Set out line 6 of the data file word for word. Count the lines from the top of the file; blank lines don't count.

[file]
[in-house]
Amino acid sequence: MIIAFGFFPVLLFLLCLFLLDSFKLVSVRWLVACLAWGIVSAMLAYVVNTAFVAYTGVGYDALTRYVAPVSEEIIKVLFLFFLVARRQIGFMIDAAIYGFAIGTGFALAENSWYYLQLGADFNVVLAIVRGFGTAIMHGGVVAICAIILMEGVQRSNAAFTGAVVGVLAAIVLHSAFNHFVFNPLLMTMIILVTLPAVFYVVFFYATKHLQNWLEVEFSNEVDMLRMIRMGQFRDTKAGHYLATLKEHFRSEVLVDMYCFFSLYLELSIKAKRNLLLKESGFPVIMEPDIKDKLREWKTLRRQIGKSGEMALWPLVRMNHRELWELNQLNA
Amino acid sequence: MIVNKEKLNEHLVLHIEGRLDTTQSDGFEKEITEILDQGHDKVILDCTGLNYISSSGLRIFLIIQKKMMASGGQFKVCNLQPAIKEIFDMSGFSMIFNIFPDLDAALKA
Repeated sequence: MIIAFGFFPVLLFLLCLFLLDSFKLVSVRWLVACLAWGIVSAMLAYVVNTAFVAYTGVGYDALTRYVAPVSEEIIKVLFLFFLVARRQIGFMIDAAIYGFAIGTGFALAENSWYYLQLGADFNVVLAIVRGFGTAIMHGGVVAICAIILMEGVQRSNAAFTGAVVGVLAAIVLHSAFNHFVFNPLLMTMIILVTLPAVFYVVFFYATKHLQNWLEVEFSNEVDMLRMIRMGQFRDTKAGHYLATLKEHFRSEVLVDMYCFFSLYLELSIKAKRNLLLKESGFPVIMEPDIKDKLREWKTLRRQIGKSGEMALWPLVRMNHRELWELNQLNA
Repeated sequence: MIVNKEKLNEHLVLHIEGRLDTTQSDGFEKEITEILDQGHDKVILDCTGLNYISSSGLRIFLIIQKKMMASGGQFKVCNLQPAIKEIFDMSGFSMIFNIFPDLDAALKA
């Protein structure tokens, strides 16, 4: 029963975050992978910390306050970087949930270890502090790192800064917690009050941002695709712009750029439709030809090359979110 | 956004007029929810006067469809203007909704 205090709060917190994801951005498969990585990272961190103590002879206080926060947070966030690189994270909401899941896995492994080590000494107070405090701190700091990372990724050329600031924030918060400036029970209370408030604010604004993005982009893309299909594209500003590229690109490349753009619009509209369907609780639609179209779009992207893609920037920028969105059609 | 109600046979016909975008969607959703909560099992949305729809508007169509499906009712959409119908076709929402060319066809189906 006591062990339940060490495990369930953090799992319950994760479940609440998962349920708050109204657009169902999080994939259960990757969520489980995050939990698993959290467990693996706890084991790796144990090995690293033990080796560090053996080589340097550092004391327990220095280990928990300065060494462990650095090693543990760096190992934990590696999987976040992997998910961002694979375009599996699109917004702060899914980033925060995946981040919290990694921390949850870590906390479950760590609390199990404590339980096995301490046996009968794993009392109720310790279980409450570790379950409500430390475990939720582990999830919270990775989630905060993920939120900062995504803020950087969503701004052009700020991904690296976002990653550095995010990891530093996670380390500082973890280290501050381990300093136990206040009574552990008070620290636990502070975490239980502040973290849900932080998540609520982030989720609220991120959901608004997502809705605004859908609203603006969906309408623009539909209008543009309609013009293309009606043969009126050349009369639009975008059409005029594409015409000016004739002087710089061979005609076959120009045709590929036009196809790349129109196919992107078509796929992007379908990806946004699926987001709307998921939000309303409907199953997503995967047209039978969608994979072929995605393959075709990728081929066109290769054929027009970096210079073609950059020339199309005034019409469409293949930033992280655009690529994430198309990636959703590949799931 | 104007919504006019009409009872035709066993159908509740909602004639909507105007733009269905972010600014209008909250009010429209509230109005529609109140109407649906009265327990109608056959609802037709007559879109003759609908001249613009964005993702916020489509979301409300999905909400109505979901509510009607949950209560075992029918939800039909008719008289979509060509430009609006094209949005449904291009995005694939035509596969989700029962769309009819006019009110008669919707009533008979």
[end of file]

């Protein structure tokens, strides 16, 4: 029963975050992978910390306050970087949930270890502090790192800064917690009050941002695709712009750029439709030809090359979110 | 956004007029929810006067469809203007909704 205090709060917190994801951005498969990585990272961190103590002879206080926060947070966030690189994270909401899941896995492994080590000494107070405090701190700091990372990724050329600031924030918060400036029970209370408030604010604004993005982009893309299909594209500003590229690109490349753009619009509209369907609780639609179209779009992207893609920037920028969105059609 | 109600046979016909975008969607959703909560099992949305729809508007169509499906009712959409119908076709929402060319066809189906 006591062990339940060490495990369930953090799992319950994760479940609440998962349920708050109204657009169902999080994939259960990757969520489980995050939990698993959290467990693996706890084991790796144990090995690293033990080796560090053996080589340097550092004391327990220095280990928990300065060494462990650095090693543990760096190992934990590696999987976040992997998910961002694979375009599996699109917004702060899914980033925060995946981040919290990694921390949850870590906390479950760590609390199990404590339980096995301490046996009968794993009392109720310790279980409450570790379950409500430390475990939720582990999830919270990775989630905060993920939120900062995504803020950087969503701004052009700020991904690296976002990653550095995010990891530093996670380390500082973890280290501050381990300093136990206040009574552990008070620290636990502070975490239980502040973290849900932080998540609520982030989720609220991120959901608004997502809705605004859908609203603006969906309408623009539909209008543009309609013009293309009606043969009126050349009369639009975008059409005029594409015409000016004739002087710089061979005609076959120009045709590929036009196809790349129109196919992107078509796929992007379908990806946004699926987001709307998921939000309303409907199953997503995967047209039978969608994979072929995605393959075709990728081929066109290769054929027009970096210079073609950059020339199309005034019409469409293949930033992280655009690529994430198309990636959703590949799931 | 104007919504006019009409009872035709066993159908509740909602004639909507105007733009269905972010600014209008909250009010429209509230109005529609109140109407649906009265327990109608056959609802037709007559879109003759609908001249613009964005993702916020489509979301409300999905909400109505979901509510009607949950209560075992029918939800039909008719008289979509060509430009609006094209949005449904291009995005694939035509596969989700029962769309009819006019009110008669919707009533008979």